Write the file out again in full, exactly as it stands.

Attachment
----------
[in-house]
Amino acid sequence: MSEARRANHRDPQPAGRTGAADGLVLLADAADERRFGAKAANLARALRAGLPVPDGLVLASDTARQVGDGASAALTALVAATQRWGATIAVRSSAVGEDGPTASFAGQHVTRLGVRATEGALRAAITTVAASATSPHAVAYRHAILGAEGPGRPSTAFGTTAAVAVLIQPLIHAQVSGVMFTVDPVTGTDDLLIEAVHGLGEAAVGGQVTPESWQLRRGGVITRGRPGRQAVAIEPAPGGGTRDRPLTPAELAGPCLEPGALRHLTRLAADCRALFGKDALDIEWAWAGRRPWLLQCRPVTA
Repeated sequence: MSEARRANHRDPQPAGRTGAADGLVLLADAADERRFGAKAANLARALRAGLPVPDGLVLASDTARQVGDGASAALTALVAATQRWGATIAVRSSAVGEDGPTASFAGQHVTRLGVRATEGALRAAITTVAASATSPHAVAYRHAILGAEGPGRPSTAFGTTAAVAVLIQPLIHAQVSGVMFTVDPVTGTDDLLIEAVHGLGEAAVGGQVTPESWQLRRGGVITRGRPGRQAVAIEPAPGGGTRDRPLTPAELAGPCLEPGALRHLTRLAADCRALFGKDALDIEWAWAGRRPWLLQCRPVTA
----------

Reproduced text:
[in-house]
Amino acid sequence: MSEARRANHRDPQPAGRTGAADGLVLLADAADERRFGAKAANLARALRAGLPVPDGLVLASDTARQVGDGASAALTALVAATQRWGATIAVRSSAVGEDGPTASFAGQHVTRLGVRATEGALRAAITTVAASATSPHAVAYRHAILGAEGPGRPSTAFGTTAAVAVLIQPLIHAQVSGVMFTVDPVTGTDDLLIEAVHGLGEAAVGGQVTPESWQLRRGGVITRGRPGRQAVAIEPAPGGGTRDRPLTPAELAGPCLEPGALRHLTRLAADCRALFGKDALDIEWAWAGRRPWLLQCRPVTA
Repeated sequence: MSEARRANHRDPQPAGRTGAADGLVLLADAADERRFGAKAANLARALRAGLPVPDGLVLASDTARQVGDGASAALTALVAATQRWGATIAVRSSAVGEDGPTASFAGQHVTRLGVRATEGALRAAITTVAASATSPHAVAYRHAILGAEGPGRPSTAFGTTAAVAVLIQPLIHAQVSGVMFTVDPVTGTDDLLIEAVHGLGEAAVGGQVTPESWQLRRGGVITRGRPGRQAVAIEPAPGGGTRDRPLTPAELAGPCLEPGALRHLTRLAADCRALFGKDALDIEWAWAGRRPWLLQCRPVTA